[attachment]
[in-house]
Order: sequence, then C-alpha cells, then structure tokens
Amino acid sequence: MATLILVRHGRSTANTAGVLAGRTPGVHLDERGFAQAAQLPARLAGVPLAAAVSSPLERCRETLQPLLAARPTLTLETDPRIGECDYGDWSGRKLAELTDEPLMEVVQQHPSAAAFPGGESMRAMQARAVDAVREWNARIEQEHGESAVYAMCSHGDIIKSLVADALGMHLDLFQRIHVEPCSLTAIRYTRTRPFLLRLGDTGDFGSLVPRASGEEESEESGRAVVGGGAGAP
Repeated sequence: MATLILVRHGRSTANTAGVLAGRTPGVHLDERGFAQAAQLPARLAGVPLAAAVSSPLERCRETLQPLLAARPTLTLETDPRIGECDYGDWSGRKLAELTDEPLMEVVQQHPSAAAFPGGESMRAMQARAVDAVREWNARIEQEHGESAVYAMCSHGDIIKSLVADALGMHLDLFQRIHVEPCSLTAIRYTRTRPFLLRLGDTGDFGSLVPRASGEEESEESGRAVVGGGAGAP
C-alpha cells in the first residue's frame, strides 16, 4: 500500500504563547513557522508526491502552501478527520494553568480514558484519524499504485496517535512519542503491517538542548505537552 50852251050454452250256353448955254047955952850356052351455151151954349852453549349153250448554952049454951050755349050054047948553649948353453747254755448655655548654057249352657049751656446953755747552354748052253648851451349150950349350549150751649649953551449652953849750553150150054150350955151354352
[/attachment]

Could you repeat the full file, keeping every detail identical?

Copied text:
[in-house]
Order: sequence, then C-alpha cells, then structure tokens
Amino acid sequence: MATLILVRHGRSTANTAGVLAGRTPGVHLDERGFAQAAQLPARLAGVPLAAAVSSPLERCRETLQPLLAARPTLTLETDPRIGECDYGDWSGRKLAELTDEPLMEVVQQHPSAAAFPGGESMRAMQARAVDAVREWNARIEQEHGESAVYAMCSHGDIIKSLVADALGMHLDLFQRIHVEPCSLTAIRYTRTRPFLLRLGDTGDFGSLVPRASGEEESEESGRAVVGGGAGAP
Repeated sequence: MATLILVRHGRSTANTAGVLAGRTPGVHLDERGFAQAAQLPARLAGVPLAAAVSSPLERCRETLQPLLAARPTLTLETDPRIGECDYGDWSGRKLAELTDEPLMEVVQQHPSAAAFPGGESMRAMQARAVDAVREWNARIEQEHGESAVYAMCSHGDIIKSLVADALGMHLDLFQRIHVEPCSLTAIRYTRTRPFLLRLGDTGDFGSLVPRASGEEESEESGRAVVGGGAGAP
C-alpha cells in the first residue's frame, strides 16, 4: 500500500504563547513557522508526491502552501478527520494553568480514558484519524499504485496517535512519542503491517538542548505537552 50852251050454452250256353448955254047955952850356052351455151151954349852453549349153250448554952049454951050755349050054047948553649948353453747254755448655655548654057249352657049751656446953755747552354748052253648851451349150950349350549150751649649953551449652953849750553150150054150350955151354352